Rejection Before Breakfast

Post Date: March 1st, 2010

Opened my email this morning to have a rejection waiting for me. It was six AM. There oughta be a law.

But in seriousness, I’ll say that I don’t mind the rejections right now, because they are signs of life. I learned the other day of a man who had weathered 11,000 no’s — and he has published several books as well as short stories in literary magazines. Rejection is a sign of life, that you are out there, committing to the process, sending up flares and hoping for a lifeboat.

And if all that floats back is a little dross, that slimy seaweed that makes me screech when it wraps around my legs, well, remember that this means the ocean is teeming with possibility, and one day, the tides will pull me in.

4 Comments

  1. Better than never receiving a reply I guess.

    Look at it this way – the day can only get better!

  2. bobmust says:

    Keep sending ’em, Lyn. You’re a good writer among a crowd of good writers. The more rejections you receive, the less you take it personally. Take it from one who has received more than a hundred for maybe 30-40 different works. Rejections just make you work harder, and that makes you a better writer.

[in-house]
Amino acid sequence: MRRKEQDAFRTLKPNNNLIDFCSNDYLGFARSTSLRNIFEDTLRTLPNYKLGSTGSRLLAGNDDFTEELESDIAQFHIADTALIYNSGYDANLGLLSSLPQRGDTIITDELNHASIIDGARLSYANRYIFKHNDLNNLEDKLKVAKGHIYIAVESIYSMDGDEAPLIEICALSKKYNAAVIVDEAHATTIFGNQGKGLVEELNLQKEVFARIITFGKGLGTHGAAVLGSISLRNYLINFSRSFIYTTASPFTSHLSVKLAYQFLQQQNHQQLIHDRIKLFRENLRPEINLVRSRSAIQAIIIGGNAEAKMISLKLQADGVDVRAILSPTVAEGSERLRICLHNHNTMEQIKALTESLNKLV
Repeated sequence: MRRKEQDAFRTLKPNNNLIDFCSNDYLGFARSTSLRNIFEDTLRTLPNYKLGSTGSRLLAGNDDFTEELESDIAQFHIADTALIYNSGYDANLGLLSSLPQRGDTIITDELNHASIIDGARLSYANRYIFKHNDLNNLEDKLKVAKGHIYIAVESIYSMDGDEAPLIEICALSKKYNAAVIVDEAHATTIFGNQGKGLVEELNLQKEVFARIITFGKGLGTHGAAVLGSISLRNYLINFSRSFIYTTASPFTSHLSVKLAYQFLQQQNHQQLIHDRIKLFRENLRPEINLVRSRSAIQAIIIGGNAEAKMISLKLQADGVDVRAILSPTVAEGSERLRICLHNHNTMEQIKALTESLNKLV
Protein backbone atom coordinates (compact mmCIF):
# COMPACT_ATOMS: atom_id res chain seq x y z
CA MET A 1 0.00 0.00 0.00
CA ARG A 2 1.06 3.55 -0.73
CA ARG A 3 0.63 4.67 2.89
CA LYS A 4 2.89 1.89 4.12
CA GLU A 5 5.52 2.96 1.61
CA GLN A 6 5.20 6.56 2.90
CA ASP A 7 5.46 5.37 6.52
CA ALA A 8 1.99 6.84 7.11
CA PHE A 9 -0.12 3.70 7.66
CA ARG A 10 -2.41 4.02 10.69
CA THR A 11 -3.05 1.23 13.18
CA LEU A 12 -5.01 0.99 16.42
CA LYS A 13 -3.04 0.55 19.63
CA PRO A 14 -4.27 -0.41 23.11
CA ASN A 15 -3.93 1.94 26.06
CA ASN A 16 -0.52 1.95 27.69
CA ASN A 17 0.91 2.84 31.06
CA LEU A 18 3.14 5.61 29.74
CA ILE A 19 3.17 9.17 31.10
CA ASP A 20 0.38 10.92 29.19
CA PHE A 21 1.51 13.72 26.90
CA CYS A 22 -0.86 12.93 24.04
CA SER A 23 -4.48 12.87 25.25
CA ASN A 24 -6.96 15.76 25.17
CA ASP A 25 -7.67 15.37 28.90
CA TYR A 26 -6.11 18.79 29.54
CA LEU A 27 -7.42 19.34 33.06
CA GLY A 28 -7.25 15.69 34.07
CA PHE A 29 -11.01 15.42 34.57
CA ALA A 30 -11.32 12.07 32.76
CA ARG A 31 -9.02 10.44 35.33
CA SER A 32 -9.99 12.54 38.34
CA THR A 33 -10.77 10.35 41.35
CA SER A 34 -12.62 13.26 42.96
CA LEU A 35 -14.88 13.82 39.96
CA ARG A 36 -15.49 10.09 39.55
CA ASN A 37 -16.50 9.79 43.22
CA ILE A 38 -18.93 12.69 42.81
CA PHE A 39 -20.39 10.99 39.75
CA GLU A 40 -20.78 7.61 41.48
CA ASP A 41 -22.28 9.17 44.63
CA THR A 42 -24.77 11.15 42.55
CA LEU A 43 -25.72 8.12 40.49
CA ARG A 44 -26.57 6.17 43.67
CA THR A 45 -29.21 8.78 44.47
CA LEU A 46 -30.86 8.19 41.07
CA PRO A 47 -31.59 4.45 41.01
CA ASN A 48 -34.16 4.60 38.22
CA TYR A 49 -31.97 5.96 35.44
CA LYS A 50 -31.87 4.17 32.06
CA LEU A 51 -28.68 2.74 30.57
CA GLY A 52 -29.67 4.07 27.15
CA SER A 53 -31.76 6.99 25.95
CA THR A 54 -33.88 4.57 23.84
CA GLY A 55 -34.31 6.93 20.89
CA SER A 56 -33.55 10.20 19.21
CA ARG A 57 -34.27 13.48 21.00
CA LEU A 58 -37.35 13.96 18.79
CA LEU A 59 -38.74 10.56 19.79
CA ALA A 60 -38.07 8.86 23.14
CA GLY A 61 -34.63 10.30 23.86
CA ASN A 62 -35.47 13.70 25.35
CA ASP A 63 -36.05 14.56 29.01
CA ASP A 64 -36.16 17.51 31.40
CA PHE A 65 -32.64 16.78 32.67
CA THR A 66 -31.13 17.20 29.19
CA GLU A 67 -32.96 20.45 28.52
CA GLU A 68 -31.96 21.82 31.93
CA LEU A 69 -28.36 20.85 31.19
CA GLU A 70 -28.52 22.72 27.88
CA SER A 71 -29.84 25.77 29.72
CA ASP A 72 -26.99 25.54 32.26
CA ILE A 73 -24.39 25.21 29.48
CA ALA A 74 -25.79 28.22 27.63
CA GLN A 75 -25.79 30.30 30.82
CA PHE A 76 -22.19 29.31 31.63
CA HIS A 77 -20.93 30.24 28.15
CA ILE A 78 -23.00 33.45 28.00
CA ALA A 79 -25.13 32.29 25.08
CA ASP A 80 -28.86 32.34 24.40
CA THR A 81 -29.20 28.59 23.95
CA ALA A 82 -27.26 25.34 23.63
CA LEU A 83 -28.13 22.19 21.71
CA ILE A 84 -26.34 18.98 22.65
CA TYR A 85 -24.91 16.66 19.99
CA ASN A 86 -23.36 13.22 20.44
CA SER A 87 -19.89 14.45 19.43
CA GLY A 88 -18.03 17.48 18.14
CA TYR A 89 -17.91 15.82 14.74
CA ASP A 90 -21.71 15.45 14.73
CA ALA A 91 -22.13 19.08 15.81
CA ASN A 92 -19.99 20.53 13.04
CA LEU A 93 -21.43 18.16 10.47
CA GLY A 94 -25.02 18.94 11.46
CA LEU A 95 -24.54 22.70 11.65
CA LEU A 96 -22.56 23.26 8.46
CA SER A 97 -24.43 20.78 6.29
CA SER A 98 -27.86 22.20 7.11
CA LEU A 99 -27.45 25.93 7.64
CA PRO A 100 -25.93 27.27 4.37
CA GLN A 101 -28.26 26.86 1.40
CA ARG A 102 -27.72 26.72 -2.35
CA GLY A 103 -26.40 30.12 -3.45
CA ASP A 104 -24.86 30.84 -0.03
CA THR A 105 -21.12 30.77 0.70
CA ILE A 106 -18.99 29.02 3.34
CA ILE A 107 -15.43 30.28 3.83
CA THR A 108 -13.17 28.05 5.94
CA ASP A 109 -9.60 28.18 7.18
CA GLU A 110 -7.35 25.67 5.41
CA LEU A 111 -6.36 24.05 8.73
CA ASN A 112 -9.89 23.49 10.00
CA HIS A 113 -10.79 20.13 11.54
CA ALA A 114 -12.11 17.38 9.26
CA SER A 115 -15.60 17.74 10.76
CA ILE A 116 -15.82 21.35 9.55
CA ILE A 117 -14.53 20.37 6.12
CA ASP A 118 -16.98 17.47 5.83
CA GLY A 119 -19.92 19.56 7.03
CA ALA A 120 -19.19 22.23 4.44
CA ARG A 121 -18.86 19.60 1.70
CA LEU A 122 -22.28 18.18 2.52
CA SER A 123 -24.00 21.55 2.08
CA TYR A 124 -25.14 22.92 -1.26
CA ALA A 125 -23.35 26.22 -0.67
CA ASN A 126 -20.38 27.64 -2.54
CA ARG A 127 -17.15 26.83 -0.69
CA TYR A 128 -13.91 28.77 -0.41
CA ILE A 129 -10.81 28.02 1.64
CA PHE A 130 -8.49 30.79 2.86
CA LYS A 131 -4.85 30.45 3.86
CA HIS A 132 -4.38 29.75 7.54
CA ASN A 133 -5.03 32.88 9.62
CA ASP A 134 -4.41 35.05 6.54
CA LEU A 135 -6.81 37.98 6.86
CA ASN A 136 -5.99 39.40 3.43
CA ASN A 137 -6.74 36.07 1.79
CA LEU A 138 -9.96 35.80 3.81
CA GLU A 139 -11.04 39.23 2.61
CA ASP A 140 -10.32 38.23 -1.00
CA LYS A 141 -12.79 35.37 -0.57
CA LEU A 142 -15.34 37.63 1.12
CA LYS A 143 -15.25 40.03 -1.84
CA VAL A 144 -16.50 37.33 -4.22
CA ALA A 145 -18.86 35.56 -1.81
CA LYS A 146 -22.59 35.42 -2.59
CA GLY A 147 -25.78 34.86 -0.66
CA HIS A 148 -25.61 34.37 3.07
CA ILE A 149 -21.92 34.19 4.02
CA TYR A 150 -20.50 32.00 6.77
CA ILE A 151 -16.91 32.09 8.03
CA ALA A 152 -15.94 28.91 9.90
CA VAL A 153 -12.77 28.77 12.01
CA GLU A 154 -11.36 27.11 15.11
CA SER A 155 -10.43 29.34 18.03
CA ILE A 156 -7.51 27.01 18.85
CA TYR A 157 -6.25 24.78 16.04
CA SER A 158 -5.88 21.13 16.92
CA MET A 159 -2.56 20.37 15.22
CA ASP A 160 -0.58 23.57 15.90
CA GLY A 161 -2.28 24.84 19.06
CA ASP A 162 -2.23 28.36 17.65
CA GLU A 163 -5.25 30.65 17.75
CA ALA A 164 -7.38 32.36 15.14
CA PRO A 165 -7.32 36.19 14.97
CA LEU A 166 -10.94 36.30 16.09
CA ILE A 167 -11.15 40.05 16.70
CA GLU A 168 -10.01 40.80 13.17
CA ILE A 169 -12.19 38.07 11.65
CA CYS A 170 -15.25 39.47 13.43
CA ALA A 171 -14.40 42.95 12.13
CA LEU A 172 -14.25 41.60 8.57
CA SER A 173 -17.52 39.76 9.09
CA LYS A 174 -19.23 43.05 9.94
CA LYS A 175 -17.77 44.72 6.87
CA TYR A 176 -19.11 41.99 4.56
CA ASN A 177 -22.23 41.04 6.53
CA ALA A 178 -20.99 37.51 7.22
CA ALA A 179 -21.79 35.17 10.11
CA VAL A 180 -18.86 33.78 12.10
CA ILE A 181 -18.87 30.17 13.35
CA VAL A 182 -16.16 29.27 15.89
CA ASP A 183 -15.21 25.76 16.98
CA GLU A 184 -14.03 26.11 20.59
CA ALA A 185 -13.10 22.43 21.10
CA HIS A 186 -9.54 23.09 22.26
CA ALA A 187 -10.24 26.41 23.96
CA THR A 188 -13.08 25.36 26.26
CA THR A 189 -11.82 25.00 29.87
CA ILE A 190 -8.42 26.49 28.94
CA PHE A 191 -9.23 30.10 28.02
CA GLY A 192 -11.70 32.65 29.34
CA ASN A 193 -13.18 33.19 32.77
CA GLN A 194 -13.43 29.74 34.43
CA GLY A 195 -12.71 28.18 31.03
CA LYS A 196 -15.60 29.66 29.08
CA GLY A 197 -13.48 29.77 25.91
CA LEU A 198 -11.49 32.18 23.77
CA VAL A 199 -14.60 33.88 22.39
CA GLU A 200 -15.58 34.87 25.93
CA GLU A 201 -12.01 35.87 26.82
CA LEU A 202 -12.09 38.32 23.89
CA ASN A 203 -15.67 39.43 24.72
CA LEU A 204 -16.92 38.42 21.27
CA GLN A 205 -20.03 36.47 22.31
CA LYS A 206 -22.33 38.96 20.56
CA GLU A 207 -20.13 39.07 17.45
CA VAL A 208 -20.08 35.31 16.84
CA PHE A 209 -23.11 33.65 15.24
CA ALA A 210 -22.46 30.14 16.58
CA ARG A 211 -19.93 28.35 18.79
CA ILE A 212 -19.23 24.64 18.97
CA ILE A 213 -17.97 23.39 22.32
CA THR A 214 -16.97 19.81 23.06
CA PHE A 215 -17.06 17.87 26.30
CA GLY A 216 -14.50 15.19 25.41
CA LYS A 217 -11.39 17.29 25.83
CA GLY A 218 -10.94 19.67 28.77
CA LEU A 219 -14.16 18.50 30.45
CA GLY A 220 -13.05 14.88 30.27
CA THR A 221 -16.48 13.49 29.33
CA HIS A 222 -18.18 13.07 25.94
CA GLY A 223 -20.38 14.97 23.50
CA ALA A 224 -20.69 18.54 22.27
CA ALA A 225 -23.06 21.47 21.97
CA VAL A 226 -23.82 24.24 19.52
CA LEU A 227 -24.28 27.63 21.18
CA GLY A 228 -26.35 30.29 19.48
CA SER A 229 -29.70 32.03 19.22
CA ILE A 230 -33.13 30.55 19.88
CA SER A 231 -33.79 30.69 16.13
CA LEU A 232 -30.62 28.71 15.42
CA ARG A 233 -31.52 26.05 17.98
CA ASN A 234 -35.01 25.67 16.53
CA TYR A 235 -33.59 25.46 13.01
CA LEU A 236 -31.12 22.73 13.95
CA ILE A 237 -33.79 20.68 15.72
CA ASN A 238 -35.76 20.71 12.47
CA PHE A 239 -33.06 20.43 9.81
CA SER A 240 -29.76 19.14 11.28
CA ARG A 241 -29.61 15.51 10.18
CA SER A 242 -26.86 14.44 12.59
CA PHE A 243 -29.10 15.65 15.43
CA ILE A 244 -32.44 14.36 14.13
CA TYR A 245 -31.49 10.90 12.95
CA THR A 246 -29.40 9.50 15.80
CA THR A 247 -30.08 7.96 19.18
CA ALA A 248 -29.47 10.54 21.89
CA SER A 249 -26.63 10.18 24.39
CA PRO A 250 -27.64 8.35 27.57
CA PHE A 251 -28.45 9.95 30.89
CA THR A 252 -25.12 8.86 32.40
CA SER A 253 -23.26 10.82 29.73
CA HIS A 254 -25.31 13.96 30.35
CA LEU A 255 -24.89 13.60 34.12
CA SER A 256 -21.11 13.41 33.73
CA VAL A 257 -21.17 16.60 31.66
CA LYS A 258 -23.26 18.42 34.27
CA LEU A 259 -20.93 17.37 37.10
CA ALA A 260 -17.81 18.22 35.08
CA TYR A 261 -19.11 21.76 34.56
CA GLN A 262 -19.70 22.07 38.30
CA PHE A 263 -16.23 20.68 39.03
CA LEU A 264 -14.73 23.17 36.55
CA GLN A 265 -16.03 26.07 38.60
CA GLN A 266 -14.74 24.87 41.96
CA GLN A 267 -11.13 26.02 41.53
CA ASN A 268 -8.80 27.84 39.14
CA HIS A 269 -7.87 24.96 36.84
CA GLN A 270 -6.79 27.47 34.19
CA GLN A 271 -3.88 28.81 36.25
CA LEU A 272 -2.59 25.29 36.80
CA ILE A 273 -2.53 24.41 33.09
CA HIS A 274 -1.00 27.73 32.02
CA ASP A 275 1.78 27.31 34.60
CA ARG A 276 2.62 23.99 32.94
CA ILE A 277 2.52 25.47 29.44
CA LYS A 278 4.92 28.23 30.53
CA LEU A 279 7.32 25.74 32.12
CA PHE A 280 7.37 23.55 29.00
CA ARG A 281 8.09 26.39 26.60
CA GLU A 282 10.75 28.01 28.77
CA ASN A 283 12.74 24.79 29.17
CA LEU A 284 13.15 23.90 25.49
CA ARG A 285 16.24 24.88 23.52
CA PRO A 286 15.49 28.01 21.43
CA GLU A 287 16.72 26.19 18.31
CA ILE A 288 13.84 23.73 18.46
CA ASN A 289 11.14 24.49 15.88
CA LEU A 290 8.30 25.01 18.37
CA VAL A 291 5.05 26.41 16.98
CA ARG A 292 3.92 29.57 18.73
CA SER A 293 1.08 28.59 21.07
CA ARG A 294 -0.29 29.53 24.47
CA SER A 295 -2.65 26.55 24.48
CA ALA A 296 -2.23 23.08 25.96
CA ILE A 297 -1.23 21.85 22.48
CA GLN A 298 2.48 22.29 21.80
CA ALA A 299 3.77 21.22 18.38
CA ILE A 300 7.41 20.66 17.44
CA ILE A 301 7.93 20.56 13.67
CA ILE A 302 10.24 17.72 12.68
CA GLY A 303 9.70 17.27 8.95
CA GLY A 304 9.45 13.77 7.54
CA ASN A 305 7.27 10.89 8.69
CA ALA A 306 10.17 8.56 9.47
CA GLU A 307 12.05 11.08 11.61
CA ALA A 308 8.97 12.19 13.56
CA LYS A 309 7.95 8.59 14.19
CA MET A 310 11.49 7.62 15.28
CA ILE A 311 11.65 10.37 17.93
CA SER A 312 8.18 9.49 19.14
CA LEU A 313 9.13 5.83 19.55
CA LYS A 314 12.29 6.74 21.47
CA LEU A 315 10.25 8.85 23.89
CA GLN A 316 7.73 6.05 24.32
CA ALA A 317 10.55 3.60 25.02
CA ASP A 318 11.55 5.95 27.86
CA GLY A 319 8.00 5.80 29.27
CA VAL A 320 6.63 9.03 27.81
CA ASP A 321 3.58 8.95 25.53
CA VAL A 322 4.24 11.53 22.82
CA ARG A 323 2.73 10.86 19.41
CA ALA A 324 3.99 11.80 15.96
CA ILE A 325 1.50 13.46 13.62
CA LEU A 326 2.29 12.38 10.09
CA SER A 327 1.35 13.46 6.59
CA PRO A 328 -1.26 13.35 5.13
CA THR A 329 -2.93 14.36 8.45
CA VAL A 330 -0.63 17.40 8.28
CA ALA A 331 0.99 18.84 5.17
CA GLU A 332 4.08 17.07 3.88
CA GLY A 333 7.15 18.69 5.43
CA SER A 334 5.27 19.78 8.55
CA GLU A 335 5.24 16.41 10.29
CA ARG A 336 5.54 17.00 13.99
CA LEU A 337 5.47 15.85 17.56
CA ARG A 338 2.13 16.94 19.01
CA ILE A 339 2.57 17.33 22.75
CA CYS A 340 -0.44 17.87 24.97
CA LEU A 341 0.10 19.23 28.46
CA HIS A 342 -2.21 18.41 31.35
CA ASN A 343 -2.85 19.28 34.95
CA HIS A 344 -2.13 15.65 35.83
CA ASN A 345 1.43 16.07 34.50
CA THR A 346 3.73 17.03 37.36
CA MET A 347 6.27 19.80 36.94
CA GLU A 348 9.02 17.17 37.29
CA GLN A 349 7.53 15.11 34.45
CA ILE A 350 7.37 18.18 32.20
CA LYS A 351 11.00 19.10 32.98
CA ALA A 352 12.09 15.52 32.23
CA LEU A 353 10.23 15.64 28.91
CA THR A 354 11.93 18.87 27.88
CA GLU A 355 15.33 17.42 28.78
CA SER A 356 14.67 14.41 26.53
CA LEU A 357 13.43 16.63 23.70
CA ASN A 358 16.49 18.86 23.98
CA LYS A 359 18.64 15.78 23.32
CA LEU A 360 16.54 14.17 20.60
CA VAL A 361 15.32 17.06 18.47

3. Vince says:

    I think, upon an historical review of great artists, that you’ll find actual talent far too often goes unappreciated. One needs only to think of Van Gogh dying in obscurity, or Da Vinci living largely in poverty to understand that rejection is not a reflection of talent. How goes the manuscript by the way?

  4. Diane: the day progressed in keeping with the theme of its beginning, but ended on a beautiful note: talking shop and swapping drafts with a fellow writer. All days should end so well!

    Bob: I like that — a good writer among many. I’m floored by all the amazing works that fill my shelves and have yet to fill my mind, heart, and soul. I wouldn’t write without all this inspiration. There’s room enough for all of us to create.

    Vince, agreed. There’s tragedy in the lack of recognition, and yet, perhaps there was true joy in the creative process that Vincent and Leonardo experienced alone, far from the madding, maddening, mundane crowd craving Britney rather than Bruce.